Throughout the more than 1,000 blog posts I've written about lessons learned, most have been sparked by things I personally observed or experienced. Despite the fact that I read voraciously and search the ‘Net incessantly to keep ideas flowing, rare is the blog post inspired by something that someone else said or wrote.
So consider this one “rare” then, as it was inspired by the last lines of the marvelous Richard Linklater film “Boyhood.” In the scene, which caps close to three hours watching lead character Mason (played by Ellar Coltrane) grow from the age of six until 18, he sits in a desert, ruminating about life with Nicole, a girl he just met.
Me paraphrasing, Nicole brings up the fact that it’s kind of naïve to think that one can “seize the moment,” because the reality is that...
Most of the time,
“the moment seizes you.”
You have no control over any moment, except in how you react to it.
Now I’m not revealing the film’s ending, nor are any of the scenes I’m about to mention story-ruining “spoilers.” The beauty of “Boyhood” is that it succeeds despite its deviation from the traditional screenwriting formula, where every action is supposed to have a purpose, lead you to the next step and ultimately, to a neatly-wrapped conclusion. Linklater’s oeuvre does none of that; it reflects life—well, at least Mason’s—simply as it unrolls.
Sometimes, a life event may well be an important link to the future, and your choice at a fork in the road decides your ultimate destiny (see the film “Sliding Doors” as the antithesis of “Boyhood”). But most of the time, it’s nothing. And that’s the brilliance of this film:
Nothing really happens
as everything happens.
For example, there’s a scene where Mason and a group of friends are drinking beer and trash-talking at some abandoned home construction site. One of the kids picks up a circular saw blade and flings it into a sheet of gyprock standing against a wall. As a dramatic device, this should be a turning point in the film. After years of movie-going, we are conditioned for the treacherous blade to careen off the gyprock and straight into a character, thus setting off a chain reaction of events that drive the story forward. But instead, the dangerous disc thunks into the sheet and stays there harmlessly. Just another nothing moment.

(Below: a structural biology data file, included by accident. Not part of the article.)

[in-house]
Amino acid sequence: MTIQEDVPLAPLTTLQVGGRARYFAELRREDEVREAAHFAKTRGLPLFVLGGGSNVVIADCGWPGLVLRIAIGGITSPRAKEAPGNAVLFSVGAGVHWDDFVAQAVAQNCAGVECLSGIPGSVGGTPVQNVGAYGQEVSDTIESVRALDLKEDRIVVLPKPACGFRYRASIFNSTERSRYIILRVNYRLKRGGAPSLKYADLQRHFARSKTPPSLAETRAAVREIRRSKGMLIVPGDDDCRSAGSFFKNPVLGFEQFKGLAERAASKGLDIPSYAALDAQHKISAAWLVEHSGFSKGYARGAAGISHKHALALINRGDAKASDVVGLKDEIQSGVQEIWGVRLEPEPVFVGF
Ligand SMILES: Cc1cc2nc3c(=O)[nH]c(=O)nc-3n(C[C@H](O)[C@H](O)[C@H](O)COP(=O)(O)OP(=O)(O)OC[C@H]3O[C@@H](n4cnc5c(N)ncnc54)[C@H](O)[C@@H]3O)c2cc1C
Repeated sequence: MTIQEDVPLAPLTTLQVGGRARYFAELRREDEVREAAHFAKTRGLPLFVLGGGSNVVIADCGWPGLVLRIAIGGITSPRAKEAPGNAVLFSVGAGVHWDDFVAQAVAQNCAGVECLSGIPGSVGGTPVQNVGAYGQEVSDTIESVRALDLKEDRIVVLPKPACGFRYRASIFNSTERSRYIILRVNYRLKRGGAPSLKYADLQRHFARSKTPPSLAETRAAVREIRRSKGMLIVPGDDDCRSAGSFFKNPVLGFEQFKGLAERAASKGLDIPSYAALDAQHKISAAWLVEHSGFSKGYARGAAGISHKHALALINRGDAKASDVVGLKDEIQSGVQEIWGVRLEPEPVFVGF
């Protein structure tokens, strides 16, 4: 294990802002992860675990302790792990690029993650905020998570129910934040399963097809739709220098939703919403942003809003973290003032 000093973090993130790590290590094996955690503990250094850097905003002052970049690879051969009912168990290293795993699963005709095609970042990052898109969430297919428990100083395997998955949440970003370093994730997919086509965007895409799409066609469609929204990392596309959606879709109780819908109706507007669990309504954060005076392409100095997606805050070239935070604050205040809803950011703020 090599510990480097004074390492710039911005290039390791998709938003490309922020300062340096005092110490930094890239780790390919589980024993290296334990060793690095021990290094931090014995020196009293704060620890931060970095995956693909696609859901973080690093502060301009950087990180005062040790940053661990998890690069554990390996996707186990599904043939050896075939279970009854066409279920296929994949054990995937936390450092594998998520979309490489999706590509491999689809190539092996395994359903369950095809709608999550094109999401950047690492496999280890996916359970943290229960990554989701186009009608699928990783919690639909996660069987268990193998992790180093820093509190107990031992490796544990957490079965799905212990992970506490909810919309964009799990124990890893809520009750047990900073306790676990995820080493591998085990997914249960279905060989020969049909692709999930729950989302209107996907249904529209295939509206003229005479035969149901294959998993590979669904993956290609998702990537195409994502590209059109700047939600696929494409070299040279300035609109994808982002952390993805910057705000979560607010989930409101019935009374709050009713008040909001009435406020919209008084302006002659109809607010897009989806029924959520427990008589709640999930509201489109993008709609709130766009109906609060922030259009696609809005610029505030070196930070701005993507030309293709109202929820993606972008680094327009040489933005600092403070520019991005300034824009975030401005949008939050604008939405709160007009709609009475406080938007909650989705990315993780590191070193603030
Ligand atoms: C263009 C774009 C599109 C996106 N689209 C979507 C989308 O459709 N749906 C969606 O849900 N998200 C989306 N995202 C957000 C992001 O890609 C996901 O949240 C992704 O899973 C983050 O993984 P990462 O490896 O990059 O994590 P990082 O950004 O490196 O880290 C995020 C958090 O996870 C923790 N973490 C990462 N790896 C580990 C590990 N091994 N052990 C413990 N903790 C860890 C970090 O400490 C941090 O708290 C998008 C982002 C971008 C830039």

Same goes for Mason’s encounter with bullies in the boy’s bathroom, and a little love-letter passed in class that brightens his mood after a bad haircut. Catalysts for nothing; just things that happen, then life moves on.
So in reflecting what I learned this week, the main lesson is that
Most everything leads to nothing.
And more importantly,
there’s nothing wrong with nothing!
Notwithstanding the beliefs of the more spiritual among us, not everything is connected (sorry, Butterfly Effect). And even when there is a connection, it does not necessarily imply causation. Life is WAY MORE random than we think, and WAY LESS predetermined and profound in the way it rolls out.
Maybe this is reflective of a general August “chill out” mood swing, but thanks to Richard Linklater and “Boyhood,” I’m learning to see and accept things as they are, and not put too much weight or thought into the “why.”
I recognize how little I actually control in life, and how much fun there is in watching it go by, reacting when I need to. That said, I’m gonna strap myself in tight, and enjoy the ride.
So come on, moments! I’m waiting.